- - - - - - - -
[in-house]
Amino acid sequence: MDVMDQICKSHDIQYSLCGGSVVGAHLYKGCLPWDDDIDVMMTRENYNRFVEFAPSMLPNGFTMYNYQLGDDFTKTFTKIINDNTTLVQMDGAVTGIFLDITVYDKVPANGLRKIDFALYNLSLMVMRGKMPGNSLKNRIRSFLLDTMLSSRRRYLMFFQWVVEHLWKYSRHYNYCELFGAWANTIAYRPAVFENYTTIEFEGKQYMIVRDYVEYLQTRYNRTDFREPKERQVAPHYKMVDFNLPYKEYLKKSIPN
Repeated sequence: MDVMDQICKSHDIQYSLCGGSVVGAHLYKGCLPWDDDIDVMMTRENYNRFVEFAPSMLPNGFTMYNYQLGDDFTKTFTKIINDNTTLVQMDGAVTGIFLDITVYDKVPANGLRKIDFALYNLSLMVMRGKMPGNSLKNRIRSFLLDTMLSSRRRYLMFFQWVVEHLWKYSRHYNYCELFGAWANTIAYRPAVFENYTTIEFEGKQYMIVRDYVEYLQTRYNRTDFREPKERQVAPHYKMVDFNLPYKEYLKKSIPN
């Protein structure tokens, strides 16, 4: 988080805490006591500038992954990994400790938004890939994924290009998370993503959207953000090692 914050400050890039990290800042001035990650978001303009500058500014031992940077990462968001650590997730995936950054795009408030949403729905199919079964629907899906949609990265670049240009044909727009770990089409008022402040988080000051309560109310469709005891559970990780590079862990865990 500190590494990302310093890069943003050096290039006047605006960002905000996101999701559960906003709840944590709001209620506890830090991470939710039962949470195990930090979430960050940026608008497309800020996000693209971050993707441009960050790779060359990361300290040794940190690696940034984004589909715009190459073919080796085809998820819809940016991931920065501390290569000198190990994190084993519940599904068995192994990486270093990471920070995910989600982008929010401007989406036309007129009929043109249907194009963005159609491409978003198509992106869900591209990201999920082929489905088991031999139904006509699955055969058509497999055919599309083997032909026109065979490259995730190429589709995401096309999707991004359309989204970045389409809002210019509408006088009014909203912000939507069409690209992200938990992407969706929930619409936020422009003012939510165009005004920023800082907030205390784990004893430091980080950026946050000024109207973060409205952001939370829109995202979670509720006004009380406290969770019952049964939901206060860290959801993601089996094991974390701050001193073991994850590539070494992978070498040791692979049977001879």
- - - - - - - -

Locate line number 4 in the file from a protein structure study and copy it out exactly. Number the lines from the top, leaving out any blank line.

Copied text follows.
């Protein structure tokens, strides 16, 4: 988080805490006591500038992954990994400790938004890939994924290009998370993503959207953000090692 914050400050890039990290800042001035990650978001303009500058500014031992940077990462968001650590997730995936950054795009408030949403729905199919079964629907899906949609990265670049240009044909727009770990089409008022402040988080000051309560109310469709005891559970990780590079862990865990 500190590494990302310093890069943003050096290039006047605006960002905000996101999701559960906003709840944590709001209620506890830090991470939710039962949470195990930090979430960050940026608008497309800020996000693209971050993707441009960050790779060359990361300290040794940190690696940034984004589909715009190459073919080796085809998820819809940016991931920065501390290569000198190990994190084993519940599904068995192994990486270093990471920070995910989600982008929010401007989406036309007129009929043109249907194009963005159609491409978003198509992106869900591209990201999920082929489905088991031999139904006509699955055969058509497999055919599309083997032909026109065979490259995730190429589709995401096309999707991004359309989204970045389409809002210019509408006088009014909203912000939507069409690209992200938990992407969706929930619409936020422009003012939510165009005004920023800082907030205390784990004893430091980080950026946050000024109207973060409205952001939370829109995202979670509720006004009380406290969770019952049964939901206060860290959801993601089996094991974390701050001193073991994850590539070494992978070498040791692979049977001879």